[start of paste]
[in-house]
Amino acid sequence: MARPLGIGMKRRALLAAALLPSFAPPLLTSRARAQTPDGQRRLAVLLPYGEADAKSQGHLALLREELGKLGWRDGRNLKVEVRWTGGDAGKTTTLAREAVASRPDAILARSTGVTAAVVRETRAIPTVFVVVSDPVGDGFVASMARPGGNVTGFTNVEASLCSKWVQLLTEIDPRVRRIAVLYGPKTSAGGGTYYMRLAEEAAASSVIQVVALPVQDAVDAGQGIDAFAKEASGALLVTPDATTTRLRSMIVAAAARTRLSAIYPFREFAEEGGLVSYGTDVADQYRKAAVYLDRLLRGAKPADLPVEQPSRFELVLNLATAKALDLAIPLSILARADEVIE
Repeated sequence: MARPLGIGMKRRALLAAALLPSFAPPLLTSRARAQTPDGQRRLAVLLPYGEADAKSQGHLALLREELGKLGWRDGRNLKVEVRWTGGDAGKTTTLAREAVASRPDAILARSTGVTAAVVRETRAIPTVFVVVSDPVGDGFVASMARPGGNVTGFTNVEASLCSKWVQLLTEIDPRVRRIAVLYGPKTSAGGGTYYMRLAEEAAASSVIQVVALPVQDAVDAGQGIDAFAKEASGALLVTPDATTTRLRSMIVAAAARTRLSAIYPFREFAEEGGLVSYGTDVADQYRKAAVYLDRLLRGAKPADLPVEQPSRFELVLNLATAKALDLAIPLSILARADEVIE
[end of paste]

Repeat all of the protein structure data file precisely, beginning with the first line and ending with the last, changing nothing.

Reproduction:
[in-house]
Amino acid sequence: MARPLGIGMKRRALLAAALLPSFAPPLLTSRARAQTPDGQRRLAVLLPYGEADAKSQGHLALLREELGKLGWRDGRNLKVEVRWTGGDAGKTTTLAREAVASRPDAILARSTGVTAAVVRETRAIPTVFVVVSDPVGDGFVASMARPGGNVTGFTNVEASLCSKWVQLLTEIDPRVRRIAVLYGPKTSAGGGTYYMRLAEEAAASSVIQVVALPVQDAVDAGQGIDAFAKEASGALLVTPDATTTRLRSMIVAAAARTRLSAIYPFREFAEEGGLVSYGTDVADQYRKAAVYLDRLLRGAKPADLPVEQPSRFELVLNLATAKALDLAIPLSILARADEVIE
Repeated sequence: MARPLGIGMKRRALLAAALLPSFAPPLLTSRARAQTPDGQRRLAVLLPYGEADAKSQGHLALLREELGKLGWRDGRNLKVEVRWTGGDAGKTTTLAREAVASRPDAILARSTGVTAAVVRETRAIPTVFVVVSDPVGDGFVASMARPGGNVTGFTNVEASLCSKWVQLLTEIDPRVRRIAVLYGPKTSAGGGTYYMRLAEEAAASSVIQVVALPVQDAVDAGQGIDAFAKEASGALLVTPDATTTRLRSMIVAAAARTRLSAIYPFREFAEEGGLVSYGTDVADQYRKAAVYLDRLLRGAKPADLPVEQPSRFELVLNLATAKALDLAIPLSILARADEVIE